Today I’m taking you into the heart of France’s enchanting capital, Paris, focusing specifically on the Paris Metro – an efficient and surprisingly easy way to navigate the City of Lights.
Whether you’re visiting Paris for the first time or just seeking to gain more confidence in using its public transport system, this guide will help you smoothly navigate the sprawling labyrinth that is the Paris Metro.
With over 300 stations and 16 lines, it might seem a bit intimidating initially. But once you’ve mastered the basics, you’ll soon be whizzing through the underground tunnels like a local, ready to enjoy every croissant, every architectural gem, and every hidden art corner that Paris has to offer.
The Paris Metro, with its art nouveau entrances and rich history dating back to 1900, is more than just a transport system. It’s an integral part of the Parisian culture and a reflection of the city’s charm itself.
So, buckle up as we dive into this comprehensive guide, preparing you to take on the Paris Metro for the first time. By the end of this post, you’ll have all the tools you need to decode the Metro map, understand ticketing options, plan your journey, and avoid common pitfalls. Enjoy the ride!
The first thing you must know about the Paris Metro is that it’s run by what’s known as the RATP.
RATP, which stands for “Régie Autonome des Transports Parisiens,” is the state-owned public transport operator responsible for most of the public transportation in Paris, France, and its surrounding Île-de-France region.
The RATP’s services include the Paris Metro, tram and bus services, and parts of the RER, the regional express network.
Established in 1948, the RATP is one of the largest public transport operators in the world. Its network is crucial to the functioning of Paris, serving millions of residents, commuters, and tourists every day.
The RATP not only provides public transportation services but is also responsible for maintaining the network, ensuring its safety, and developing new infrastructure and services. Its official website and mobile application offer journey-planning services, maps, and real-time traffic information.
Paris Metro Map
You can find the Paris Metro Map in a few places:
RATP’s Official Website: RATP provides detailed maps of the Metro system on their official website.
Here is a high-res image file you can view from anywhere: https://www.ratp.fr/sites/default/files/plans-lignes/Plans-essentiels/Plan-Metro.1669996027.png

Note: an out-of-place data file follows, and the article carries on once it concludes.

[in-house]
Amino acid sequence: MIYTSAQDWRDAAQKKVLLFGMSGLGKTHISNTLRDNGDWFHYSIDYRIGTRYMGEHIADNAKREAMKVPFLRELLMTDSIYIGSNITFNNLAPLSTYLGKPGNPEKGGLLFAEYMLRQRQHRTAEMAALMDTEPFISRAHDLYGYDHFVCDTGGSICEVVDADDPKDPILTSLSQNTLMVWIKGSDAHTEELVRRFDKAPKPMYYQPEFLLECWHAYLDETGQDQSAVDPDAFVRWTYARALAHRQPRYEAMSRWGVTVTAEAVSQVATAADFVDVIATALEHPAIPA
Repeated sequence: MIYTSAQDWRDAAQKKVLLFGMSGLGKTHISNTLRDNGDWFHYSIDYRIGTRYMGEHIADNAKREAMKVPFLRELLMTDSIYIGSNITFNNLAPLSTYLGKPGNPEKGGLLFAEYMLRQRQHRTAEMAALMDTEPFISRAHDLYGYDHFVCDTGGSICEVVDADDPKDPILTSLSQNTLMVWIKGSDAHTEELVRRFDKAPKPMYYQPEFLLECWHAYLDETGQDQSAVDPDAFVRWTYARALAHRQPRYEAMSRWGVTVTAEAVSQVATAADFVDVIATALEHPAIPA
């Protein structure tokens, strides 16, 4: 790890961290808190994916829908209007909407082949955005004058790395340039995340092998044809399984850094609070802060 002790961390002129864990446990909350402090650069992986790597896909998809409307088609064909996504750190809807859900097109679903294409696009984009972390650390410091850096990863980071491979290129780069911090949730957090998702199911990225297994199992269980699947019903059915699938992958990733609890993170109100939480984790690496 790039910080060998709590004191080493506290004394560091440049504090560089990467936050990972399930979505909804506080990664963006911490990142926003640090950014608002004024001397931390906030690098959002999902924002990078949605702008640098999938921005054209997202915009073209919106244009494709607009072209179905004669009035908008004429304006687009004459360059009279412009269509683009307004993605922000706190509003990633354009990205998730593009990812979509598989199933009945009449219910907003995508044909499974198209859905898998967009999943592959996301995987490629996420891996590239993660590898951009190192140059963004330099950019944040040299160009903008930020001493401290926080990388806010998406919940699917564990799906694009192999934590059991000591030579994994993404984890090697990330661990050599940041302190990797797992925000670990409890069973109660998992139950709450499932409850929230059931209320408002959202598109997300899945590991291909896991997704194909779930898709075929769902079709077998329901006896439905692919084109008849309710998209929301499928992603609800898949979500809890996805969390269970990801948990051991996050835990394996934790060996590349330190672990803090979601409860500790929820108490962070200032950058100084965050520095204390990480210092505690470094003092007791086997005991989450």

Paris Tourist Information Centers: If you’re already in Paris, the local tourist information centers provide free maps. You can usually find these at airports, train stations, and major tourist areas.
Mobile Apps: There are several mobile applications that offer interactive Metro maps and can also help plan your journey. Some popular options include ‘Paris Metro’ by Mapway, ‘RATP: Bus Metro RER’, and ‘Citymapper’.
Google Maps: This platform is always a good tool for navigation. If you have an internet connection, Google Maps can provide you with the Metro lines, transfer points, and estimated travel times.
Paris Metro Lines
The Paris Metro system consists of 16 lines, each of them identified by a number and a distinct color on the Metro map:
- Line 1 (Yellow): La Defense ↔ Château de Vincennes
- Line 2 (Blue): Porte Dauphine ↔ Nation
- Line 3 (Olive Green): Pont de Levallois – Bécon ↔ Gallieni
- Line 3bis (Lavender): Gambetta ↔ Porte des Lilas
- Line 4 (Mint Green): Mairie de Montrouge ↔ Porte de Clignancourt
- Line 5 (Orange): Place d’Italie ↔ Bobigny – Pablo Picasso
- Line 6 (Lime Green): Charles de Gaulle – Étoile ↔ Nation
- Line 7 (Pink): La Courneuve – 8 Mai 1945 ↔ Mairie d’Ivry/Villejuif – Louis Aragon
- Line 7bis (Aqua): Louis Blanc ↔ Pré-Saint-Gervais
- Line 8 (Purple): Balard ↔ Créteil – Pointe du Lac
- Line 9 (Light Brown): Pont de Sèvres ↔ Mairie de Montreuil
- Line 10 (Yellow-Green): Boulogne – Pont de Saint-Cloud ↔ Gare d’Austerlitz
- Line 11 (Brown): Châtelet ↔ Mairie des Lilas
- Line 12 (Green): Front Populaire ↔ Mairie d’Issy
- Line 13 (Blue-Violet): Asnières – Gennevilliers – Les Courtilles/Saint-Denis – Université ↔ Châtillon – Montrouge
- Line 14 (Dark Red): Mairie de Saint-Ouen ↔ Olympiades
The metro lines are not solely based on a point A to point B principle. Some lines have multiple termini, like line 7 and 13, which branch off towards the end of the lines.
Paris Metro Stations
How many metro stations are in Paris? the Paris Metro system boasts 302 stations (not including the RER network). This makes it one of the densest metro systems in the world in terms of stations per square kilometer.
Major Paris Metro Stations
What are the major metro stations in Paris?
There are numerous key stations in the Paris Metro network. These stations are often important due to their central location, or because they serve as major connection points between various lines. Here are some of the most important stations:
Châtelet – Les Halles: This is the largest underground station in the world and serves as a major hub in Paris. It connects Metro Lines 1, 4, 7, 11, and 14, as well as three RER (suburban express railway) lines A, B, and D.
Gare de Lyon: This station serves Metro Lines 1 and 14, and RER Lines A and D. As one of the six large mainline railway station termini in Paris, it provides access to a substantial part of the French railway network.
Gare du Nord: It connects Metro Lines 2, 4, and 5, and RER Lines B, D, and E. Gare du Nord is also the station for the Eurostar with trains to London and other international destinations.
Gare Saint-Lazare: This station serves Metro Lines 3, 12, 13, and 14, and is also one of the six large termini of the mainline railway network in Paris.